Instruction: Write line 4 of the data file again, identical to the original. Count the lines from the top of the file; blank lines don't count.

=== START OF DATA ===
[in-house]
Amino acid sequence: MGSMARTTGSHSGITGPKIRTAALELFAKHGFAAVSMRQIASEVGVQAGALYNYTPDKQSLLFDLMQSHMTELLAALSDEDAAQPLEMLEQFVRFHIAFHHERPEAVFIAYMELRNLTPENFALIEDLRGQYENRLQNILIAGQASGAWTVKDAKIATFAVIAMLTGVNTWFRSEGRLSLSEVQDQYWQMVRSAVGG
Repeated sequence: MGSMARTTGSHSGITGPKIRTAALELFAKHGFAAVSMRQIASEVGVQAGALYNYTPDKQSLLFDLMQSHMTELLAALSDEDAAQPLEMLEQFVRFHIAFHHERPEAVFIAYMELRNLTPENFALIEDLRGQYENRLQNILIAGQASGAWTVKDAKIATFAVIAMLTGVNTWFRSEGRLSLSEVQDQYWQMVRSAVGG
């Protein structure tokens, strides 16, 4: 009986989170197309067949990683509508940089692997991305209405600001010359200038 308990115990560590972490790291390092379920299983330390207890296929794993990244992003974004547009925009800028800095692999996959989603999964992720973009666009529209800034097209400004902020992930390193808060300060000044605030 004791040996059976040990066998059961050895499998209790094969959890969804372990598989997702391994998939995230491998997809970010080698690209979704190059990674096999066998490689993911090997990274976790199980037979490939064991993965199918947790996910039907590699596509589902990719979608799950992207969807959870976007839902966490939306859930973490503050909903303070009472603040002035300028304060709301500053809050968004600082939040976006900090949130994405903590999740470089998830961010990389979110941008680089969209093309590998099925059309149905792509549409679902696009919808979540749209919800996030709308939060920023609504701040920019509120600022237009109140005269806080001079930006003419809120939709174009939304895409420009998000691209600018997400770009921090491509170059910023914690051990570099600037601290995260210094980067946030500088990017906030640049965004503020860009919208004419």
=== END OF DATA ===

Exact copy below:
């Protein structure tokens, strides 16, 4: 009986989170197309067949990683509508940089692997991305209405600001010359200038 308990115990560590972490790291390092379920299983330390207890296929794993990244992003974004547009925009800028800095692999996959989603999964992720973009666009529209800034097209400004902020992930390193808060300060000044605030 004791040996059976040990066998059961050895499998209790094969959890969804372990598989997702391994998939995230491998997809970010080698690209979704190059990674096999066998490689993911090997990274976790199980037979490939064991993965199918947790996910039907590699596509589902990719979608799950992207969807959870976007839902966490939306859930973490503050909903303070009472603040002035300028304060709301500053809050968004600082939040976006900090949130994405903590999740470089998830961010990389979110941008680089969209093309590998099925059309149905792509549409679902696009919808979540749209919800996030709308939060920023609504701040920019509120600022237009109140005269806080001079930006003419809120939709174009939304895409420009998000691209600018997400770009921090491509170059910023914690051990570099600037601290995260210094980067946030500088990017906030640049965004503020860009919208004419």